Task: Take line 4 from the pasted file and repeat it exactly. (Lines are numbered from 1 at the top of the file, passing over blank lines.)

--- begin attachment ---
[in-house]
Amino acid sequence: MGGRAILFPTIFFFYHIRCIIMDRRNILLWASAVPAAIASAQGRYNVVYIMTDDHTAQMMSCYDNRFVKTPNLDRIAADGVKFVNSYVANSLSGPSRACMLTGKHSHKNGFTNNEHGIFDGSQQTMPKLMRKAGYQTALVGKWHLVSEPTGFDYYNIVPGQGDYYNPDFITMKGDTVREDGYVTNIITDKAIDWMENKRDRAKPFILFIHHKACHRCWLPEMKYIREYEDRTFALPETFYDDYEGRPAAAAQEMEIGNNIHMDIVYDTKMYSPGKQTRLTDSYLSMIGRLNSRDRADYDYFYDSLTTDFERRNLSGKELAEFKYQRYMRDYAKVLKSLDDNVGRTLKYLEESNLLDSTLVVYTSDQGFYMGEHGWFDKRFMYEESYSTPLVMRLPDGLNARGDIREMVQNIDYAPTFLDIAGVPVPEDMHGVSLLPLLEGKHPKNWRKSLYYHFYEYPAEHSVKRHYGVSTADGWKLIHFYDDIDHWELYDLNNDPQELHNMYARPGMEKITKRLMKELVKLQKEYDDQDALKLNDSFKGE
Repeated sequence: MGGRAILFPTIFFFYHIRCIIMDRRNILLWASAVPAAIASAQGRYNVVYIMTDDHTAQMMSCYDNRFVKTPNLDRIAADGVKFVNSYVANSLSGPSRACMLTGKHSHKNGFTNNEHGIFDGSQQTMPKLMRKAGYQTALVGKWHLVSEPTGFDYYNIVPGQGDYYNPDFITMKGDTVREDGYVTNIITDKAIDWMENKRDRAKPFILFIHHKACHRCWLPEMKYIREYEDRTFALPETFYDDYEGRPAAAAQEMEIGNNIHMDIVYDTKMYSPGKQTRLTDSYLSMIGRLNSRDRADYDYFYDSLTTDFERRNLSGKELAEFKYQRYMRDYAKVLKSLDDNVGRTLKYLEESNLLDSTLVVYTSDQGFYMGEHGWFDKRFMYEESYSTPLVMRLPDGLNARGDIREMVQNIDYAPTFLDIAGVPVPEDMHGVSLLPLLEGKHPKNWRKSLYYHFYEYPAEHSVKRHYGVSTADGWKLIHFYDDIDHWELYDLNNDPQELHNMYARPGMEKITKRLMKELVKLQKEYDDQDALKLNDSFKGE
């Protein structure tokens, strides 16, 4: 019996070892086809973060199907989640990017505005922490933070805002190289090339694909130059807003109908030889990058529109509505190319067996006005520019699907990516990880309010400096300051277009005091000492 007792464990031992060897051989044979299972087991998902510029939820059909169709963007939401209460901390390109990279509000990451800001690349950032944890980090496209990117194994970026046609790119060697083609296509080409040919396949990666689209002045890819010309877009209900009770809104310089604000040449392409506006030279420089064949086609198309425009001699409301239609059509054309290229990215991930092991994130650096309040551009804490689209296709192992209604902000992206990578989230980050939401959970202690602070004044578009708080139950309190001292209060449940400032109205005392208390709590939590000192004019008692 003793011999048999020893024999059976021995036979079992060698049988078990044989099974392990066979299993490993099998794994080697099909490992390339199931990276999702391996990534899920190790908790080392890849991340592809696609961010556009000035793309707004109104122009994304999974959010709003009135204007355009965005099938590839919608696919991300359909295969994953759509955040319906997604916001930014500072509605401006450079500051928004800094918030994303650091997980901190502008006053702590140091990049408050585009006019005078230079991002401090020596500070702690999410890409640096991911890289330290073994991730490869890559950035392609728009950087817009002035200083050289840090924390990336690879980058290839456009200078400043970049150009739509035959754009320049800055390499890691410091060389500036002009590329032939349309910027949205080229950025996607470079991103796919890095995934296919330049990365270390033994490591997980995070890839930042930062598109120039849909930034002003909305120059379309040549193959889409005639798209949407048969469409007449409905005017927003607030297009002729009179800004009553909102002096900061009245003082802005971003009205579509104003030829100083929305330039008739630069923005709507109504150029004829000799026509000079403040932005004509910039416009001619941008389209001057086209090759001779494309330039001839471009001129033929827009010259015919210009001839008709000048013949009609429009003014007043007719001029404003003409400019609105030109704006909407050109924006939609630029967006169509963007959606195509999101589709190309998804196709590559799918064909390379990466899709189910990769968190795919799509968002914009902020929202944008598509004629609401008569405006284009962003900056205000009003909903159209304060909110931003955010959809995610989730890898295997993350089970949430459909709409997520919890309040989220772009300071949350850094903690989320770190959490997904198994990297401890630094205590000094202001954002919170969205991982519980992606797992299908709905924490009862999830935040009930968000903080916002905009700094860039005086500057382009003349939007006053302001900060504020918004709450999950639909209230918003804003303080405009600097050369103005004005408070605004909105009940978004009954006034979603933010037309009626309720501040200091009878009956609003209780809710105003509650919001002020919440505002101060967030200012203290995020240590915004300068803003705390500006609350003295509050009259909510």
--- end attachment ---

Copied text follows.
């Protein structure tokens, strides 16, 4: 019996070892086809973060199907989640990017505005922490933070805002190289090339694909130059807003109908030889990058529109509505190319067996006005520019699907990516990880309010400096300051277009005091000492 007792464990031992060897051989044979299972087991998902510029939820059909169709963007939401209460901390390109990279509000990451800001690349950032944890980090496209990117194994970026046609790119060697083609296509080409040919396949990666689209002045890819010309877009209900009770809104310089604000040449392409506006030279420089064949086609198309425009001699409301239609059509054309290229990215991930092991994130650096309040551009804490689209296709192992209604902000992206990578989230980050939401959970202690602070004044578009708080139950309190001292209060449940400032109205005392208390709590939590000192004019008692 003793011999048999020893024999059976021995036979079992060698049988078990044989099974392990066979299993490993099998794994080697099909490992390339199931990276999702391996990534899920190790908790080392890849991340592809696609961010556009000035793309707004109104122009994304999974959010709003009135204007355009965005099938590839919608696919991300359909295969994953759509955040319906997604916001930014500072509605401006450079500051928004800094918030994303650091997980901190502008006053702590140091990049408050585009006019005078230079991002401090020596500070702690999410890409640096991911890289330290073994991730490869890559950035392609728009950087817009002035200083050289840090924390990336690879980058290839456009200078400043970049150009739509035959754009320049800055390499890691410091060389500036002009590329032939349309910027949205080229950025996607470079991103796919890095995934296919330049990365270390033994490591997980995070890839930042930062598109120039849909930034002003909305120059379309040549193959889409005639798209949407048969469409007449409905005017927003607030297009002729009179800004009553909102002096900061009245003082802005971003009205579509104003030829100083929305330039008739630069923005709507109504150029004829000799026509000079403040932005004509910039416009001619941008389209001057086209090759001779494309330039001839471009001129033929827009010259015919210009001839008709000048013949009609429009003014007043007719001029404003003409400019609105030109704006909407050109924006939609630029967006169509963007959606195509999101589709190309998804196709590559799918064909390379990466899709189910990769968190795919799509968002914009902020929202944008598509004629609401008569405006284009962003900056205000009003909903159209304060909110931003955010959809995610989730890898295997993350089970949430459909709409997520919890309040989220772009300071949350850094903690989320770190959490997904198994990297401890630094205590000094202001954002919170969205991982519980992606797992299908709905924490009862999830935040009930968000903080916002905009700094860039005086500057382009003349939007006053302001900060504020918004709450999950639909209230918003804003303080405009600097050369103005004005408070605004909105009940978004009954006034979603933010037309009626309720501040200091009878009956609003209780809710105003509650919001002020919440505002101060967030200012203290995020240590915004300068803003705390500006609350003295509050009259909510």